The beautiful thing about ages, stages, and seasons is that you can enjoy them, suffer through them, relish them, and then move on to the next phase. Isn’t that being truly present?

My running buddy, David Altshuler’s, weekly blogpost titled “Eight Year Old World,” was about some time David spent taking care of other people’s eight year olds this summer.  He cleverly articulated: “It is easier to write about eight-year-olds than to live with them.”

In this article, my friend shared wisdom as a man who’s already raised his kids and understands that despite how challenging the process can be, we should be truly grateful for the opportunity. This one hit closer to home and I found myself feeling extra grateful for the fun times I’ve had with my kids this summer.

But I still can’t wait for the kids to go back to school.

A Moment of Clarity

There’s nothing wrong with me for feeling that way…or with you… no matter what you feel.

 

 

Accepting Responsibility

In life, you must take responsibility for what happens to you. There are some events in life that we can control, and others that we cannot. We definitely cannot control other people or their behavior. But we can control ourselves. Through our example, we will be respected by others and will influence them as a result. How to Survive Among Piranhas

Last week I encountered a rough patch with my husband. He’d been in an unpleasant mood and seemed generally unhappy with me. I didn’t know why, so I pointed it out.

“Orlando you’re cranky and unpleasant lately and it’s no fun being around you,” I said, expecting him to apologize and readjust.

“Well, to tell you the truth, I don’t think you’ve been acting like a very good wife, lately,” he said matter of factly.

Immediately my brain went into defense mode: What? How could you possibly think I’m not a good wife? I live for you! 

But that’s not what I told him. Instead, I asked, “Why would you say that?”

“Because you’ve watched me drowning with the move and trying to run my business and you’ve done nothing to help. You know I can’t stand things being incomplete and yet you know I have frames on the floor, I’m missing furniture, and you don’t care.”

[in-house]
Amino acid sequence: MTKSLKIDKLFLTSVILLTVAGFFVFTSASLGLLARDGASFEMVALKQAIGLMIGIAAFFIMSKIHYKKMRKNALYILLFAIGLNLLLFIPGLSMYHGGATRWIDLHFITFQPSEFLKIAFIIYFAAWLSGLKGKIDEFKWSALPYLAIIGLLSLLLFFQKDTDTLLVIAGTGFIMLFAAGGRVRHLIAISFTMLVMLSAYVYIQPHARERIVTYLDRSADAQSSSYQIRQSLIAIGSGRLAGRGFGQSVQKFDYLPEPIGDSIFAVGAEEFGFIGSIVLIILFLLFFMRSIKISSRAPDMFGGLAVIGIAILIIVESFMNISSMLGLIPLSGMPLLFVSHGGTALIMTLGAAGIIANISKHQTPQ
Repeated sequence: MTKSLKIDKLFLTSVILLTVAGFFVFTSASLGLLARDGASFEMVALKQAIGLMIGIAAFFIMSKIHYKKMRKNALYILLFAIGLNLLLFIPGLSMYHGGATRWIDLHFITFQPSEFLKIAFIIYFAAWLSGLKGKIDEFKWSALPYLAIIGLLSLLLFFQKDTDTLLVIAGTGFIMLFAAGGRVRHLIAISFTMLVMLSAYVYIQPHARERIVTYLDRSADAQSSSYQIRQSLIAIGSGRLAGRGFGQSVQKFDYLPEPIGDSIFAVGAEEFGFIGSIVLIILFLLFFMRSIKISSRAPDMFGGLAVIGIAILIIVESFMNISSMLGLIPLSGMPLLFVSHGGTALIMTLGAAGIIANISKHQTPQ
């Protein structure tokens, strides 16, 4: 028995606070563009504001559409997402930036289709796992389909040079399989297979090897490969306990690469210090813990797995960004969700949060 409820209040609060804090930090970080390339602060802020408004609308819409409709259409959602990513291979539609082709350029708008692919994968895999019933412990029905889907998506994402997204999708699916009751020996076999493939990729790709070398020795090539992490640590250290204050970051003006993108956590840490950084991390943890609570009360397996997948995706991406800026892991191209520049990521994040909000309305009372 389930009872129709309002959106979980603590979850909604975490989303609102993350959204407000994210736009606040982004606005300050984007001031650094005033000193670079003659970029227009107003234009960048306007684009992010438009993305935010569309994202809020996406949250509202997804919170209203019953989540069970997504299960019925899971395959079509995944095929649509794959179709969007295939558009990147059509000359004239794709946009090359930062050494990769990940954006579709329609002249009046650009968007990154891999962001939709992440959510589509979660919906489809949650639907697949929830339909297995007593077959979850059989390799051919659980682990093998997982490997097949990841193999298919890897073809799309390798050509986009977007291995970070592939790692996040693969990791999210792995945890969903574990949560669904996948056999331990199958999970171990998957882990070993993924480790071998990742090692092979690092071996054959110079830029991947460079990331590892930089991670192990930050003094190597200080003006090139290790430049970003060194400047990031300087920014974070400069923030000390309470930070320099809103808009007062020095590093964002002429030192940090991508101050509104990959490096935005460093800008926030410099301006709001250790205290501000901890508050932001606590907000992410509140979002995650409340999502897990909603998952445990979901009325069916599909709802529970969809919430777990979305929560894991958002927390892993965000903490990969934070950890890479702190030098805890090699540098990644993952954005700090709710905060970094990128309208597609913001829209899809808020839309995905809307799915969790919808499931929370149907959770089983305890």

Let me tell you the backstory:

Orlando moved offices a couple of weeks ago. You know how many moving parts go into a move. Foreseeing how stressful this was going to be and knowing that neither Orlando nor I are good at or enjoy decorating or shopping, (he’s better at it than I am, actually),  I suggested we hire our girlfriend who is an interior designer to decorate the office. Sure, it would cost us more money but it’d be done quickly and beautifully. Orlando refused.  “It’s a small office, not our home,” he said. He didn’t think it was necessary to spend additional money on an interior designer. I knew he was wrong, so I figured: Well, if that’s how you feel then you can do it yourself. 

As I suspected, I’d seen him struggling with choosing a desk and furniture, what color to paint the office,  what to hang on the walls and what to put where. But I had an I told you so attitude because this wouldn’t have happened if he’d listened to me.

And now he was angry with me.

I started to defend myself, “Orlando, I told you we needed to hire an interior decorator and all of this would’ve been avoided.”

He didn’t back down, “I needed YOU.”

The truth is that my husband does a lot for our family. He runs a very demanding criminal law practice, buys groceries for our home, cooks dinner almost every night, and helps a lot with the kids. He’s been supportive of my giving up my law practice to focus on my writing and speaking career. He needed to feel that I had his back, like he has mine.

The next day I stepped up to the plate. I put my pride aside, took responsibility, and focused on helping my husband finish his office so he could work in peace. I spent the next week doing everything I could to relieve stress and move things along. It wasn’t all smooth, but what matters is that my husband saw that I listened, I understood, and I took action.

Why am I sharing this uncomfortable story with you?

Because our argument could’ve gone another way. I could’ve been insulted and pointed out all that I do for our family. I could’ve maintained my position that I was right and he was wrong. I could’ve accused him of being unreasonable and unfair and searched through my mental rolodex for times I felt let down by him. That’s what we often do in the heat of the moment, don’t we? We search for the reasons we’re right, we stand our ground, and we aim to win the argument at whatever cost.

I was raised in a family that’s full of divorces, so logic suggests that my marriage would fail. But so far, we’ve maintained a healthy, strong marriage. I attribute my part of our success to the principles I’ve been learning my entire life.

I was grateful that my husband was honest and open about his feelings in a stressful time, instead of silently building resentment towards me. We often want our spouses to read our minds and fix their behavior without us having to tell them what’s bothering us. But that’s a recipe for disaster. I didn’t really know how much it upset my husband that I wasn’t involved in this project.  Once he told me what he felt, I stopped talking and adjusted my behavior. I accepted responsibility.